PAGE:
Native visions on the silver screen |

Native visions on the silver screen

Alanna Lungren
Sierra Sun

The natural theater of the Lake Tahoe Basin is the ancestral home of the Washoe Tribe. Starting Friday, the Meeks Bay Resort will become the amphitheater for the second annual Native Visions Film Festival.

“The homeland of the tribe is Lake Tahoe,” said Washoe Tribe Vice-Chairman Anthony Smokey. “It is very important for us to be out there on the land together.”

The festival began last year after the San Francisco-hubbed American Indian Film Festival visited the Washoe Tribe with its Tribal Touring Program, an event meant to expose Native youth to positive role models, creative work options and educational training.

“[Lake Tahoe] is our aboriginal territory,” Smokey said. “We’d like to promote all tribal people to attend.”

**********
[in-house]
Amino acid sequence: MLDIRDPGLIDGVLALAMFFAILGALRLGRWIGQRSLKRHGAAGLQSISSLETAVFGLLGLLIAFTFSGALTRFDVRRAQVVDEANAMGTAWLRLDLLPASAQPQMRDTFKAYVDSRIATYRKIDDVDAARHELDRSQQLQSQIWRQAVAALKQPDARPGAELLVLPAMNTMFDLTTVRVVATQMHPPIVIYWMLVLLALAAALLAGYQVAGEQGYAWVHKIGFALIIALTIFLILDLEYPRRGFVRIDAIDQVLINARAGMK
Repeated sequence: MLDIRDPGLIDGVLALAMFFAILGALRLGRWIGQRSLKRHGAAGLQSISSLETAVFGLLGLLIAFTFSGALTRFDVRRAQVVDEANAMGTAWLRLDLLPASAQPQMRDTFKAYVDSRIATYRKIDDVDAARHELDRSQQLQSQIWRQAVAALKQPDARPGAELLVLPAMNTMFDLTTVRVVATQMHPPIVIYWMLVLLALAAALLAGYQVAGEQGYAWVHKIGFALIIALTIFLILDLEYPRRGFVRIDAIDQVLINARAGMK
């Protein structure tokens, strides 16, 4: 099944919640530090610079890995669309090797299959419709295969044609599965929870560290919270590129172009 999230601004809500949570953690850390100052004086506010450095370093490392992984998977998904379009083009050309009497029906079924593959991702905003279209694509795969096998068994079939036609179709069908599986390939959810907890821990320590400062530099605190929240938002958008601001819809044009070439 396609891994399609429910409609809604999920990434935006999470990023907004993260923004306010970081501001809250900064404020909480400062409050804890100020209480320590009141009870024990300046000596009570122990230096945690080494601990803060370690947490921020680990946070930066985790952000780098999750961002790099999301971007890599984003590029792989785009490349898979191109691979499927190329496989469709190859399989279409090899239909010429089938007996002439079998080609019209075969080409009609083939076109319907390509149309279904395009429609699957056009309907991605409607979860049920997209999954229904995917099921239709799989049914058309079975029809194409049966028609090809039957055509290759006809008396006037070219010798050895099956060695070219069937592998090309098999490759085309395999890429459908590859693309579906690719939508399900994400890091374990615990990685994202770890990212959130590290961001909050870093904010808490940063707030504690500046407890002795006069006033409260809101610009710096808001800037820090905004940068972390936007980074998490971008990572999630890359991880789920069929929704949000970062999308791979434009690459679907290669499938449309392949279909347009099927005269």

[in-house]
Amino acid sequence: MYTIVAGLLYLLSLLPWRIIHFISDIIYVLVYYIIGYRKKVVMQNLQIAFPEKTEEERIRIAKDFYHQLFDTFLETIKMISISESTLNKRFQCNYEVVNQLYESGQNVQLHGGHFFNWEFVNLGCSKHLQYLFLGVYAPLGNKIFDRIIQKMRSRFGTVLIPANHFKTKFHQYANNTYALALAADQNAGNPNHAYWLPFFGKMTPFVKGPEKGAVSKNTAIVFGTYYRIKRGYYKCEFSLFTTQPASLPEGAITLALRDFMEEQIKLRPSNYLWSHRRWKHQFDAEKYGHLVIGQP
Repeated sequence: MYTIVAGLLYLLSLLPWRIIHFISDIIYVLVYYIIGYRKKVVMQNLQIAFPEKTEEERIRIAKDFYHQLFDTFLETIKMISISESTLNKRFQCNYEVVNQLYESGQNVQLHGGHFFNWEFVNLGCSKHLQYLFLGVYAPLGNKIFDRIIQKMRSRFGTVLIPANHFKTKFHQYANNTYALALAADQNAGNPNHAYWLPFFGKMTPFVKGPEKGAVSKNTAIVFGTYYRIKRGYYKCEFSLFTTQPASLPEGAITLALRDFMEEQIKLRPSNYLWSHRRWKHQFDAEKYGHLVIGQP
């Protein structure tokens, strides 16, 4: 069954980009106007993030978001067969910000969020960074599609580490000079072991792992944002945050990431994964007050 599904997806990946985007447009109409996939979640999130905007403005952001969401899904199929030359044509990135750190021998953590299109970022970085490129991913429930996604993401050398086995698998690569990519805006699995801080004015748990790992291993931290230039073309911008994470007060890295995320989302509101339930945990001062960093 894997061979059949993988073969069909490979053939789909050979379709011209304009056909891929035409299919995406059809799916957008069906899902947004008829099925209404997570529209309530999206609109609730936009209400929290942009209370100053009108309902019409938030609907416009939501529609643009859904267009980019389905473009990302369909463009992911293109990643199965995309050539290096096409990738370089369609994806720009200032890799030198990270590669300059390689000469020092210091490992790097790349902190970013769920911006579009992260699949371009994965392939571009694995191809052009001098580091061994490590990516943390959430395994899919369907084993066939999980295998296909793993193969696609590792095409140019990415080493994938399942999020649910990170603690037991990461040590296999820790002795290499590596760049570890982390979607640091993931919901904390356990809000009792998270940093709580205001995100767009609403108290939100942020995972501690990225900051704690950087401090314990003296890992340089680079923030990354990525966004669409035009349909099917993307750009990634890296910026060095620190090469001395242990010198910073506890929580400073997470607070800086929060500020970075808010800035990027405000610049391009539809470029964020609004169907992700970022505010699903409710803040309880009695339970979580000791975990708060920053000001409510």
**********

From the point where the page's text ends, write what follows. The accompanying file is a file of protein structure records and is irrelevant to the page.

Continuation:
The festival began last year with the intention of showing the youth of the tribe other avenues of cultural expression in addition to traditional basket weaving and painting. This year, there are several student-made films that will be showcased at the event.

“[Film] is a way to share the Washoe culture and the culture of other Indian tribes throughout the country,” said Washoe Spokeswoman Felicia Archer. “A lot of our youth are interested in filmmaking as a way to preserve the Washoe culture ” it is a great bridge of generations.”

The festival, which begins Friday at 7 p.m., will offer daytime viewings in an event tent, and nighttime viewings of feature-length films outside after sunset.

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